What’s more, second issues always sell less than first issues, and, with a couple of notable exceptions (which I’ll discuss in a moment), the second issues seem to be selling between 40-60% of the first. That’s actually the normal trend for Marvel sales, and suggests that the market may stabilise quite quickly. Marvel’s highest-profile first-issues are all launching by December, so it’s likely that the beginning of 2016 will see things settle down.
3. Marvel’s Invincible Iron Man Strategy Probably Hasn’t Worked
At Special Edition 2015, Marvel announced that they were putting Iron Man front-and-centre of the Marvel Universe, with Brian Bendis and David Marquez in charge of the book. For all Iron Man’s cinematic success, his comic book sales have never reflected it, and Marvel inteded the All-New All-Different range to rectify that.
At first glance, things look promising; Invincible Iron Man #1 sold an astronomical 279,513 units. However, those sales were artificially inflated by more than 10 variant covers, and we’re in an age of collectors once again, where people are buying multiple copies based on variant covers. Those sales figures were simply unsustainable, and so they proved; Invincible Iron Man #2 (with two variant covers) dropped to 66,664 sales (a horrific 23.85% of sales). For all it’s true that we’re in an age of lower sales, that’s not really enough to keep the book in the top 10, particularly since third issues of Marvel comics typically depreciate by another 30%.
This isn’t a disaster, but it’s certainly a failure, as Iron Man is most definitely not the sales “flagship” of All-New All-Different Marvel, as Marvel had hoped he’d be. Instead, that honour looks to go to Amazing Spider-Man, with first-issue sales of 245,873 (and 11 variants), but with the second issue (and its two variant covers) coming in at 111,321 sales. While that will surely fall – only Scott Snyder’s Batman has been able to sustain sales over 100,000 for quite some time – it’s still tremendously impressive.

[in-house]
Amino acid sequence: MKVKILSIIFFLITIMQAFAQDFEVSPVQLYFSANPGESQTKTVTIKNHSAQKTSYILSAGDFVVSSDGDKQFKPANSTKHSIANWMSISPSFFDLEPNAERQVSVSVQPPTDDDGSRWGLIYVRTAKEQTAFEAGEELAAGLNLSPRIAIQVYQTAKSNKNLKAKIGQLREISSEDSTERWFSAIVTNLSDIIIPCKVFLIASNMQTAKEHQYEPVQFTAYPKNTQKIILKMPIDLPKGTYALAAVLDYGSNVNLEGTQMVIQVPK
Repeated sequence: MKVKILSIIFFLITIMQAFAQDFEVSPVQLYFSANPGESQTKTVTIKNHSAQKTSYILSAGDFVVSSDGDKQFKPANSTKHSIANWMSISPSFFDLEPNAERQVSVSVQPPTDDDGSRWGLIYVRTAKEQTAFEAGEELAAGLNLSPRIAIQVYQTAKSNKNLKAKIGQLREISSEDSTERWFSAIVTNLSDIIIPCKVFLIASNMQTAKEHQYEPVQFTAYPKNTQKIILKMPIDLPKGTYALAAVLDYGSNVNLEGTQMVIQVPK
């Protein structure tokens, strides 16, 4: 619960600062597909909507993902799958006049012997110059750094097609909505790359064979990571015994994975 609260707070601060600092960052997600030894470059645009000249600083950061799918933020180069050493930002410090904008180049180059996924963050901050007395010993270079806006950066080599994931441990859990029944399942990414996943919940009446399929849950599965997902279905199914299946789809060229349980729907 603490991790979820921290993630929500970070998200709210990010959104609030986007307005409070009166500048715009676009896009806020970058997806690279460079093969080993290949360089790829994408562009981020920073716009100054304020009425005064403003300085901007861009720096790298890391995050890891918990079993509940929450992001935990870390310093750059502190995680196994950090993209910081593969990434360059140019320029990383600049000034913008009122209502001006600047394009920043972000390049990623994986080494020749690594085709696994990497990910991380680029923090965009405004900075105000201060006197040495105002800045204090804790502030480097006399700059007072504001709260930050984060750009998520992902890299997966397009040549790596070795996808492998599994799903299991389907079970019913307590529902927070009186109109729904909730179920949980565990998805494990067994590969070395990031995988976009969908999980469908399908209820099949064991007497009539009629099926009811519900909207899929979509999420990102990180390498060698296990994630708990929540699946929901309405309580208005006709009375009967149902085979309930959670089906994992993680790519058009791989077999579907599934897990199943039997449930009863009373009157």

4. Spider-Gwen Hasn’t Been Damaged By “Secret Wars”
Alas, poor Spider-Gwen; her first series was cut down into a miniseries due to “Secret Wars”, and ended awkwardly; it was pretty clear Jason Latour and Robbi Rodriguez hadn’t known the series was ending when they penned Spider-Gwen #5. In spite of this damage, Spider-Gwen #1 hit the stands with an impressive 197,103 sales. In a month with first issues of Doctor Strange (there’s a movie coming out next year), Guardians of the Galaxy, New Avengers and Captain America: Sam Wilson (which got a publicity boost from Fox News), Spider-Gwen #1 beat them all. And if Spider-Gwen continues to perform better digitally than in paper format, who knows how the sales figures really looked?
Considering she’s really just another Spider-Man spin-off alt-universe character, Spider-Gwen‘s brand remains impressively strong.
5. Marvel’s October Success Story Didn’t Need The X-Men
The last time Marvel accounted for so high a proportion of the comic industry’s sales was in December 2009, and back then, X-Men comics accounted for nearly 30% of their sales (a whopping 990,780 sales, to be exact). In contrast, October 2015 saw only three X-Men-related titles released, representing a mere 2.79% (116,314 sales). To be sure, part of that was the rescheduling of Uncanny X-Men #600, so November’s figures will give us a sense of how the X-Men books stand; but those figures are nonetheless troubling for X-Men fans. Marvel can have their strongest month since 2009, and they don’t even need the X-Men to do it.